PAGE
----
3 OSCI-Transport kann in verschiedenen Kommunikationsszenarien eingesetzt werden. Im Rahmen unserer Analyse wurde nur ein Szenario betrachtet (Passiver Empfänger). Viele Sicherheitsfeatures von OSCI (z.B. Inhaltsdatenverschlüsselung) sind optional. Unter Umständen ist bei Deaktivierung bestimmter Features ein erhöhtes Risiko gegeben.
4 Das Kommunikationsmodell des passiven Empfängers wird hier genauer erklärt.
5 Wir veränderten den Beispielcode um Inhaltsverschlüsselte Nachrichten zu akzeptieren und unsignierte Aufträge zurückzuweisen.
6 Auf die angeführten Beschränkungen werden hier genauer erklärt.

Wednesday, June 7, 2017

Ghosts from the past: Authentication bypass and OEM backdoors in WiMAX routers

Update 2017-06-29: ZyXEL has released a statement and a plan to release fixed firmware.
Update 2017-06-09: Huawei has released a Security Notice. They recommend "that users replace old Huawei routers with those of later products".

SEC Consult has found a vulnerability in several WiMAX routers, distributed by WiMAX ISPs to subscribers. The vulnerability allows an attacker to change the password of the admin user. An attacker can gain access to the device, access the network behind it and launch further attacks, add devices into a Mirai-like botnet or just simply spy on user. This vulnerability affects devices from GreenPacket, Huawei, MADA, ZTE, ZyXEL, and others. Some of the devices are accessible from the web (estimate is from 50.000 to 100.000). Affected vendors were informed by CERT/CC who released a vulnerability note (VU#350135, CVE-2017-3216).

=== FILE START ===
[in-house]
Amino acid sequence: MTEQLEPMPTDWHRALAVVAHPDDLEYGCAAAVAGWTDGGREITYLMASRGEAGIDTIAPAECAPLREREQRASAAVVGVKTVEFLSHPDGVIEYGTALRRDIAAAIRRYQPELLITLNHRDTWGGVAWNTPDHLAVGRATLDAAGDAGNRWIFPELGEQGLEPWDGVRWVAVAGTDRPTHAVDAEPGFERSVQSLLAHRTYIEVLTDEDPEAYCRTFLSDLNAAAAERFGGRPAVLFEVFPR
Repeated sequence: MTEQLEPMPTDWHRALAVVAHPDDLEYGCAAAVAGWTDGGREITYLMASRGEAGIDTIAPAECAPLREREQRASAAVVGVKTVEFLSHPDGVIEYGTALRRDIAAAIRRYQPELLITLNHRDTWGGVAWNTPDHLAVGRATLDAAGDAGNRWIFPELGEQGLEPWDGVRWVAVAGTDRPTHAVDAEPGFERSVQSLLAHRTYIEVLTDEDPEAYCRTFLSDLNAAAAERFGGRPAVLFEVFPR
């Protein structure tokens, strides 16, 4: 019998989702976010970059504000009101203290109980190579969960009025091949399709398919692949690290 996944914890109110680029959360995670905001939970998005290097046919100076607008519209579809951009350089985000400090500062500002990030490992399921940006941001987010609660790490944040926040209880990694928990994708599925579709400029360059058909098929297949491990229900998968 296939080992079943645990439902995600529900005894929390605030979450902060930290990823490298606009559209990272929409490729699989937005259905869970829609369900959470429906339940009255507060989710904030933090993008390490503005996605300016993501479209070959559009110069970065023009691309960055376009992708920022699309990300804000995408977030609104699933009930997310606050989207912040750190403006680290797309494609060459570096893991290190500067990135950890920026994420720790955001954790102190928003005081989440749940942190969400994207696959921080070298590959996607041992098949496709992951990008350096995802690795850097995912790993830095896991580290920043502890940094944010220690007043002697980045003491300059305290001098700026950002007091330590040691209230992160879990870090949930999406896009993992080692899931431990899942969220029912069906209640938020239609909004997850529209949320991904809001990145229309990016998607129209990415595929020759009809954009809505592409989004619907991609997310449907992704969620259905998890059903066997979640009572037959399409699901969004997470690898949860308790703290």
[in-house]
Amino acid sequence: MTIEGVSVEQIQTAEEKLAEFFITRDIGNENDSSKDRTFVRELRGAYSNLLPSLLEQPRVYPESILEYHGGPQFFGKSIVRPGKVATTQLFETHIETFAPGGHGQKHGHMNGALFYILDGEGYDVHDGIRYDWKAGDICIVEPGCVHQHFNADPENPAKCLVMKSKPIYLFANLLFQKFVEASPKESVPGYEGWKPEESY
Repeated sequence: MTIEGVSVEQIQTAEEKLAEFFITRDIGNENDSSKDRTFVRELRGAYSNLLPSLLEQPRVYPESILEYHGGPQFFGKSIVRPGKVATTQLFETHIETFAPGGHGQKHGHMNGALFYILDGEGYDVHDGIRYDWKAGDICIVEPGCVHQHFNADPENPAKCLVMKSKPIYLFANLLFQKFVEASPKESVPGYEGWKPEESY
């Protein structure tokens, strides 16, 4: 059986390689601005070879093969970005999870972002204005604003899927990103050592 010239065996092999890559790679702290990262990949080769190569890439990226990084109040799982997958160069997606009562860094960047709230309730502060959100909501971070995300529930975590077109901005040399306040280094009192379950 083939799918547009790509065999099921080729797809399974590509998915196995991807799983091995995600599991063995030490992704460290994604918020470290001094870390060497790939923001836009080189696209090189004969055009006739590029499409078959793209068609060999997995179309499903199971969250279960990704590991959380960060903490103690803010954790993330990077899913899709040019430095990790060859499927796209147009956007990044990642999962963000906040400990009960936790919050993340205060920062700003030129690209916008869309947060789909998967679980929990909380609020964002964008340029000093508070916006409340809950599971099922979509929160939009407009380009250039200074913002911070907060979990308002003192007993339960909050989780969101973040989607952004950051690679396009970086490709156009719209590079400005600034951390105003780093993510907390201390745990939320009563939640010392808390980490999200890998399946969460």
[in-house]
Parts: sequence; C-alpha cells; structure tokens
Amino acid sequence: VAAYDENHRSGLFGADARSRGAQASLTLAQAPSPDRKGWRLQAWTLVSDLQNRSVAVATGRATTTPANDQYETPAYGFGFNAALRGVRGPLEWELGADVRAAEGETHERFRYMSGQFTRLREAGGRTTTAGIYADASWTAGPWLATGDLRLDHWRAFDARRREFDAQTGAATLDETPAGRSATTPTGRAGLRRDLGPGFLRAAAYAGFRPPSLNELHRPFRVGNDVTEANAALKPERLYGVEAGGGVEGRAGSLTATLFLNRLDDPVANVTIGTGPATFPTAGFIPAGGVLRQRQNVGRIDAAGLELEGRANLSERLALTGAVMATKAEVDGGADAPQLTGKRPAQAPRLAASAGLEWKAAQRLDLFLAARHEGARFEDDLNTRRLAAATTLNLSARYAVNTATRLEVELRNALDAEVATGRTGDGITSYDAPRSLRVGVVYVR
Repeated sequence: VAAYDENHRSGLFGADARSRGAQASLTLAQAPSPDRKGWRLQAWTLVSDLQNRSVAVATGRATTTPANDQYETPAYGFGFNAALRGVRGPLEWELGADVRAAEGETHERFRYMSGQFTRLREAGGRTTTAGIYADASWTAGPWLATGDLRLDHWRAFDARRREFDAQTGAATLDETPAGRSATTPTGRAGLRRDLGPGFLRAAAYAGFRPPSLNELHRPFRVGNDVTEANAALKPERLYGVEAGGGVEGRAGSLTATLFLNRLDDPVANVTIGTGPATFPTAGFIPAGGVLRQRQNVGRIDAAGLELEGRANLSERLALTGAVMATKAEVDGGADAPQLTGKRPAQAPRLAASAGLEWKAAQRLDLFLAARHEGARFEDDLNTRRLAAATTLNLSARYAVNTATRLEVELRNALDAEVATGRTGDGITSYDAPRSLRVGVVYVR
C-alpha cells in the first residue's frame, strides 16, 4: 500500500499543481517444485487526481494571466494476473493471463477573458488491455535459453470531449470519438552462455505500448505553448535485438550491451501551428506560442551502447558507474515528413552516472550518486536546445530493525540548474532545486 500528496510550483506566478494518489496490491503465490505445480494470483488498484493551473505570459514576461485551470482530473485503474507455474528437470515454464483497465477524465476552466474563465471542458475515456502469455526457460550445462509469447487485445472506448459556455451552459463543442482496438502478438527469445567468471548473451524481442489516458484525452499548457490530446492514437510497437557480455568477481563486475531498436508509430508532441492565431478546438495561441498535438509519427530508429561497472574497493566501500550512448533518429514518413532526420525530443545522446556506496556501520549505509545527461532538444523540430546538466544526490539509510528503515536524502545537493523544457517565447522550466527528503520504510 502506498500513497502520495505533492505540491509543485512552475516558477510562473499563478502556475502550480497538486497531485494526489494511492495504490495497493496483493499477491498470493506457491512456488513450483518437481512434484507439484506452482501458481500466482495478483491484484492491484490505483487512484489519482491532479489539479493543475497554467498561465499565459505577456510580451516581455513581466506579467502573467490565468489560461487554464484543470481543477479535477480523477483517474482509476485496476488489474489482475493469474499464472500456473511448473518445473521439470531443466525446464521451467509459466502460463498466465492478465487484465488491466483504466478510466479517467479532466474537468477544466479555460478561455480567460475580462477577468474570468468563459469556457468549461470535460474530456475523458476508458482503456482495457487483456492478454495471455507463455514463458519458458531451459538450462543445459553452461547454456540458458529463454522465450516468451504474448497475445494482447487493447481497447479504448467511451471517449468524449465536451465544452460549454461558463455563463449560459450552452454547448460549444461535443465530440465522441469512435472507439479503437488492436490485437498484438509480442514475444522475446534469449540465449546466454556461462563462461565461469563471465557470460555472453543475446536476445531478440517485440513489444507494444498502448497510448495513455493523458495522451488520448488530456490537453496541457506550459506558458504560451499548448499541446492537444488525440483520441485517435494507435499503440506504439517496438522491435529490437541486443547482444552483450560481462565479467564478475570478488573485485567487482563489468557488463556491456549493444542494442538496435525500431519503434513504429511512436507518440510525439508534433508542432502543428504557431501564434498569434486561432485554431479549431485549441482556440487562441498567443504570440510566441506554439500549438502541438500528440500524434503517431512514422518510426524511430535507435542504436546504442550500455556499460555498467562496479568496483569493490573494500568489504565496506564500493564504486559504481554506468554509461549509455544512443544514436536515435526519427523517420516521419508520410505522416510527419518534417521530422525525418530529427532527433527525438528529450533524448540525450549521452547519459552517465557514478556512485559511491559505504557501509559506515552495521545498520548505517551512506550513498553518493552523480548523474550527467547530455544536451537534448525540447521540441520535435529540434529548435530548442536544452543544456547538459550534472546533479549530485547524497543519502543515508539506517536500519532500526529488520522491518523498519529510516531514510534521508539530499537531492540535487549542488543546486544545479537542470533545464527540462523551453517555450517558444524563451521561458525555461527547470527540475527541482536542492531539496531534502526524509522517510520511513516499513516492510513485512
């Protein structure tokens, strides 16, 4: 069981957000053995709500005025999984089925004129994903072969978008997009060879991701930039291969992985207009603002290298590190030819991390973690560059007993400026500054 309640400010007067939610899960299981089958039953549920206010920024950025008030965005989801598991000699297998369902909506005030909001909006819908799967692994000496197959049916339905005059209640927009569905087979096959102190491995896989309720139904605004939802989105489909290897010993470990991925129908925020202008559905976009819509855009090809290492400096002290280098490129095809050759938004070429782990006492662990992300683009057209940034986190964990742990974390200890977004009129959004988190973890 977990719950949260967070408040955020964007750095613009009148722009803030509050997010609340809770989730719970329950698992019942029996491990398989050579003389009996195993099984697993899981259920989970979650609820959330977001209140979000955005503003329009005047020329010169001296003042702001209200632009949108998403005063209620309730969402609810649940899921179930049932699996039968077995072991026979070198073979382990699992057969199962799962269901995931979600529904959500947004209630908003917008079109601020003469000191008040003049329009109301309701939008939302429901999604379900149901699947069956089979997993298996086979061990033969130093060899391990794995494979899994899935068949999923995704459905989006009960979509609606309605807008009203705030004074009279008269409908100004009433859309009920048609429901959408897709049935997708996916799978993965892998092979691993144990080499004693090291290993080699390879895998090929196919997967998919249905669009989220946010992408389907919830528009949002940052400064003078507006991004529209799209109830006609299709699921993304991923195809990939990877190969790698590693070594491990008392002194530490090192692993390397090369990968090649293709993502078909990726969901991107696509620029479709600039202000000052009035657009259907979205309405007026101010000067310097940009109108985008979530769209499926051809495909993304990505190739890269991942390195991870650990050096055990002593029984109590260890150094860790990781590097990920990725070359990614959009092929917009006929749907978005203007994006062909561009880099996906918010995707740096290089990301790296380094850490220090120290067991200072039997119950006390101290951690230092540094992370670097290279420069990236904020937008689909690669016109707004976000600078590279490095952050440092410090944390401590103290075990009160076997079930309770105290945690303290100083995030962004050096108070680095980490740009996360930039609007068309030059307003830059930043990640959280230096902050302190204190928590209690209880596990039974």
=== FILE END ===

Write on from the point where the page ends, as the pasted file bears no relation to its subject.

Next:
Further information about the disclosure timeline and affected devices can be found in our advisory. This blog post has some highlights from the vulnerability analysis.

While doing research on HTTPS Certificate and SSH Key Reuse we stumbled upon a group of 80.000 devices that are using a certificate issued to "MatrixSSL Sample Server Cert" for the HTTPS web interface. The devices in question are WiMAX gateways likely developed by ZyXEL or its sister company MitraStar. We managed to get our hands on one device and did a bit of analysis.